one game being more fun/engaging than another.
More fun/engaging, for which players? It's tricky, because different people rank game-fun differently. And how do you contact them? How do you know how much fun it was to them? This is all too hard! So instead, we consider just one player, who we have great access to: you
(Alternative: some writers, to have a target audience in mind, think of a single individual, and what would be entertaining to them - several children's books have been written with some specific child in mind.)
Now, how domwe tell which game you find the most fun/engaging, when it doesn't exist?
The first thing is to ask yourself: which do you think you'd find the most fun/engaging?
The next approach is to perforrm an experiment to help you tell. The purpose of an experiment is to not be a result in itself, but to give you information. The lowest-cost experiment, that gives you the best information, is the way to go. We can consider what is really easy to try (low cost), and the start again, considering what will answer your question (high information).
This is the MVP concept others have mentioned, but more extreme. If you can try out part of an idea, without coding at all, that's a better experiment. For example, can it be done with pen and paper? A board game? A card game to represent the choices? A map drawn on paper? You can combine your imagination with the prop, as part of your prototype. There's no difficulty with getting the answer out of someone, or if they are imagini g it wrong, because it's you. Plus, imagination is even lower-cost than pen and paper!
Some non-game examples: a guy wanted to test the idea of selling cars online. So he made a webpage that emailed the form to him, and did everything else manually. He wasn't trying to build a business, but get informatiin aboit whether people would actually buy cars online.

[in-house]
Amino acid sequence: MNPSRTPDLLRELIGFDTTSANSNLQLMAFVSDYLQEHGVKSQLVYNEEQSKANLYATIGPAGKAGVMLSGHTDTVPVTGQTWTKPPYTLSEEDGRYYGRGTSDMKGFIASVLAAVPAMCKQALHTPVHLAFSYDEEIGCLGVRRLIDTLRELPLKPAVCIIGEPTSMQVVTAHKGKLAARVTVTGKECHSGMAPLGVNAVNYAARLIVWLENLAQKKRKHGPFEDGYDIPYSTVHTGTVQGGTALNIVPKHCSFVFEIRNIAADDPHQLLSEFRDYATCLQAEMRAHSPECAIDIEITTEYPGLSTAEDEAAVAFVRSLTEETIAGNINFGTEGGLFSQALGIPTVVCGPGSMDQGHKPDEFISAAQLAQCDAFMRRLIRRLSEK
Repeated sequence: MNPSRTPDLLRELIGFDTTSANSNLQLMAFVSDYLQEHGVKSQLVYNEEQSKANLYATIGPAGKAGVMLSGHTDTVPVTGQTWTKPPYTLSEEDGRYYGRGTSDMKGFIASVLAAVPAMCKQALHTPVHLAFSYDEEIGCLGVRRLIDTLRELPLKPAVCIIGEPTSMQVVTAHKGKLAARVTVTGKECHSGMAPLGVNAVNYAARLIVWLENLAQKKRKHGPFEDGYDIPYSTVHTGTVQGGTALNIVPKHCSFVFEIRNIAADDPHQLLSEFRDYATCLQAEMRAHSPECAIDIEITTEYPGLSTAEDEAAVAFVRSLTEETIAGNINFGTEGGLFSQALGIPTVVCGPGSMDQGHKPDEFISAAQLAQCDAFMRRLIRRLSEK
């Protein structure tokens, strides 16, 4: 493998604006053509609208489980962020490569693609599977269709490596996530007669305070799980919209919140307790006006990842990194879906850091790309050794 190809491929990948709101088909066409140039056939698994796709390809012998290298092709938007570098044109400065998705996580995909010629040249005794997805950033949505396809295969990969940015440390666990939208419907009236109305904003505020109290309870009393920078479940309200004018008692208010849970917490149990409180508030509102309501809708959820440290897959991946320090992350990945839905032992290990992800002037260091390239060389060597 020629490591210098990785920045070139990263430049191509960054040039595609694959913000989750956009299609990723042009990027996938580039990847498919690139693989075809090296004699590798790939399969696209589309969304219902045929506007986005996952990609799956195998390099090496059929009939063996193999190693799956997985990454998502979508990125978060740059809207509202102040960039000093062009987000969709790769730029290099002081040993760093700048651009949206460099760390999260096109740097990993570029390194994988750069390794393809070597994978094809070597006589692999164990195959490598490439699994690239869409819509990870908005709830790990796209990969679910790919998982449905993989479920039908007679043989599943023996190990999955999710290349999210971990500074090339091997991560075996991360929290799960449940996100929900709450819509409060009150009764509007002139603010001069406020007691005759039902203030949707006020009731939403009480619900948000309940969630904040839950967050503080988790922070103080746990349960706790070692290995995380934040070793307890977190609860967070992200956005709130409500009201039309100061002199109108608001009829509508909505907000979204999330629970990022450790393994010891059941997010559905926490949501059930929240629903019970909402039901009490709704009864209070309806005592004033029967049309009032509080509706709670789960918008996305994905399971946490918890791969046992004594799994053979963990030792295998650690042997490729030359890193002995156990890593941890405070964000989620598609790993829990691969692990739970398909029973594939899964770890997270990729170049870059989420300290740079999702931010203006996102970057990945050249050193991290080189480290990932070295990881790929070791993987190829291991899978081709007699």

The Wright Brothers realized control of an aircraft was the tricky bit, but it took 6 months to build a test aircraft (and risk life and limb to try it). So they built a wind-tunnel (perhaps the first?), and could try out ideas on models, sometimes several a day.
Note that the task here is not to make a prototype of your game, but to see if a game idea is fun, how much fun and which one is the most fun. It's about information, not to build your game. It should feel easy to throw out a failed experiment.
- A problem with this approach is that a game idea might not be that much fun in the first version. This is a problem for you question only if it might change the fun-ranking: if one game idea is the least fun... but with some tweaks, becomes the most fun. You might need to change the idea, maybe a lot, to get the fun out of it. The experiment/prototyping aproach here can also be adapted to that - it's easier to tweak an idea in your mind, or on paper, than in code.
But if you consider all these variations, there are too many game ideas to compare. So, you shouldn't do this until you've choosen an idea (or, if you have a brilliant idez to make it better, and you can't help yourself but explore it).
Finally... through this process, as yo learn more about your game ideas, you may get a sense that this is the one to do! This would be awesome fun! That game is the one to do.